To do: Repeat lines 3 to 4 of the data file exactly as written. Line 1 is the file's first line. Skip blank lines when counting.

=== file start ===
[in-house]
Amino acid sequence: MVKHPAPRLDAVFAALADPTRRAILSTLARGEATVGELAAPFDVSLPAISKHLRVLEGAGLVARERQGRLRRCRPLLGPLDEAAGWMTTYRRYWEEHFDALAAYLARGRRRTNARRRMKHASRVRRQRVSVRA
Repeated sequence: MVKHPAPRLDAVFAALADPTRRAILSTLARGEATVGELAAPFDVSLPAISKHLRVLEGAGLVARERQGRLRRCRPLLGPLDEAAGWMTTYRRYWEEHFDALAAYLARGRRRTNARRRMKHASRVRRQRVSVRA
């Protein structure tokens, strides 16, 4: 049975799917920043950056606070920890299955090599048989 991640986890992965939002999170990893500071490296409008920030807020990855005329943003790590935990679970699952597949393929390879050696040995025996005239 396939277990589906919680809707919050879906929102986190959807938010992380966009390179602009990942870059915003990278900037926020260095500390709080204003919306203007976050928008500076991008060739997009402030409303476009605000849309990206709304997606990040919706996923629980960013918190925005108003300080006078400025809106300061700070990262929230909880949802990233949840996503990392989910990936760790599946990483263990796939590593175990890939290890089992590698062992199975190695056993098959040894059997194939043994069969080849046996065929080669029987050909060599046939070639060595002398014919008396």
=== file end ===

Repeated sequence: MVKHPAPRLDAVFAALADPTRRAILSTLARGEATVGELAAPFDVSLPAISKHLRVLEGAGLVARERQGRLRRCRPLLGPLDEAAGWMTTYRRYWEEHFDALAAYLARGRRRTNARRRMKHASRVRRQRVSVRA
């Protein structure tokens, strides 16, 4: 049975799917920043950056606070920890299955090599048989 991640986890992965939002999170990893500071490296409008920030807020990855005329943003790590935990679970699952597949393929390879050696040995025996005239 396939277990589906919680809707919050879906929102986190959807938010992380966009390179602009990942870059915003990278900037926020260095500390709080204003919306203007976050928008500076991008060739997009402030409303476009605000849309990206709304997606990040919706996923629980960013918190925005108003300080006078400025809106300061700070990262929230909880949802990233949840996503990392989910990936760790599946990483263990796939590593175990890939290890089992590698062992199975190695056993098959040894059997194939043994069969080849046996065929080669029987050909060599046939070639060595002398014919008396």